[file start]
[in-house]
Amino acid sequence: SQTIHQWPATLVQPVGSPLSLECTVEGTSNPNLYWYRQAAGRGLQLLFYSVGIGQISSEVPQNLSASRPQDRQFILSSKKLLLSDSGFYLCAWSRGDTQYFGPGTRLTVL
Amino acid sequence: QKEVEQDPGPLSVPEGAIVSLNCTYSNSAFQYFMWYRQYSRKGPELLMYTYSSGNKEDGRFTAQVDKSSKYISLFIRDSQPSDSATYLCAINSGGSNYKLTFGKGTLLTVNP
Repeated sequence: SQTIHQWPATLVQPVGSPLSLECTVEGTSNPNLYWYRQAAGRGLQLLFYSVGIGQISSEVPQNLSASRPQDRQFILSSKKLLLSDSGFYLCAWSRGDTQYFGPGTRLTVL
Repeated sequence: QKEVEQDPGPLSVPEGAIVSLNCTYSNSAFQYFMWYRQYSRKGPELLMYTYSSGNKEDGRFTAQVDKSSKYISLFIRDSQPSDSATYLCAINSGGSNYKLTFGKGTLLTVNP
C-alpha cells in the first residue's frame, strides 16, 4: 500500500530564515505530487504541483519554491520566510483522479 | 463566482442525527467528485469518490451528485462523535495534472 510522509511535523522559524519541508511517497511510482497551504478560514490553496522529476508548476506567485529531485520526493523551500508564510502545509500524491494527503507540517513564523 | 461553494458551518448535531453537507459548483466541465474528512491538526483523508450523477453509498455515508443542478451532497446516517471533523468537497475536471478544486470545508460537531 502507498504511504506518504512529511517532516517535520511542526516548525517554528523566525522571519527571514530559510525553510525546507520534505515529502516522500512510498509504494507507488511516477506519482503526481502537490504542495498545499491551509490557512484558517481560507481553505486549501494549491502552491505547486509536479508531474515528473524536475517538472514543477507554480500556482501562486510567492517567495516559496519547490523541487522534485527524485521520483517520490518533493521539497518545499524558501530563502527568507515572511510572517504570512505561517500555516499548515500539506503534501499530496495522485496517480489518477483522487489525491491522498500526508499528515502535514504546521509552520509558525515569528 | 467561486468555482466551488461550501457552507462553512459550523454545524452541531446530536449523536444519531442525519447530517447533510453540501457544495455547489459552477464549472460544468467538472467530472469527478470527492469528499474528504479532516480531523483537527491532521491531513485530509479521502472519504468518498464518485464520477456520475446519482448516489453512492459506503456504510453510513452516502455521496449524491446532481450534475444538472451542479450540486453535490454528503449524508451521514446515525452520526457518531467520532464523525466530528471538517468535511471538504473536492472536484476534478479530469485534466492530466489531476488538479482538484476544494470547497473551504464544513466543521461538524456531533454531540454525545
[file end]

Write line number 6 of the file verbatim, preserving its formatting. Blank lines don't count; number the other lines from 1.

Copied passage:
C-alpha cells in the first residue's frame, strides 16, 4: 500500500530564515505530487504541483519554491520566510483522479 | 463566482442525527467528485469518490451528485462523535495534472 510522509511535523522559524519541508511517497511510482497551504478560514490553496522529476508548476506567485529531485520526493523551500508564510502545509500524491494527503507540517513564523 | 461553494458551518448535531453537507459548483466541465474528512491538526483523508450523477453509498455515508443542478451532497446516517471533523468537497475536471478544486470545508460537531 502507498504511504506518504512529511517532516517535520511542526516548525517554528523566525522571519527571514530559510525553510525546507520534505515529502516522500512510498509504494507507488511516477506519482503526481502537490504542495498545499491551509490557512484558517481560507481553505486549501494549491502552491505547486509536479508531474515528473524536475517538472514543477507554480500556482501562486510567492517567495516559496519547490523541487522534485527524485521520483517520490518533493521539497518545499524558501530563502527568507515572511510572517504570512505561517500555516499548515500539506503534501499530496495522485496517480489518477483522487489525491491522498500526508499528515502535514504546521509552520509558525515569528 | 467561486468555482466551488461550501457552507462553512459550523454545524452541531446530536449523536444519531442525519447530517447533510453540501457544495455547489459552477464549472460544468467538472467530472469527478470527492469528499474528504479532516480531523483537527491532521491531513485530509479521502472519504468518498464518485464520477456520475446519482448516489453512492459506503456504510453510513452516502455521496449524491446532481450534475444538472451542479450540486453535490454528503449524508451521514446515525452520526457518531467520532464523525466530528471538517468535511471538504473536492472536484476534478479530469485534466492530466489531476488538479482538484476544494470547497473551504464544513466543521461538524456531533454531540454525545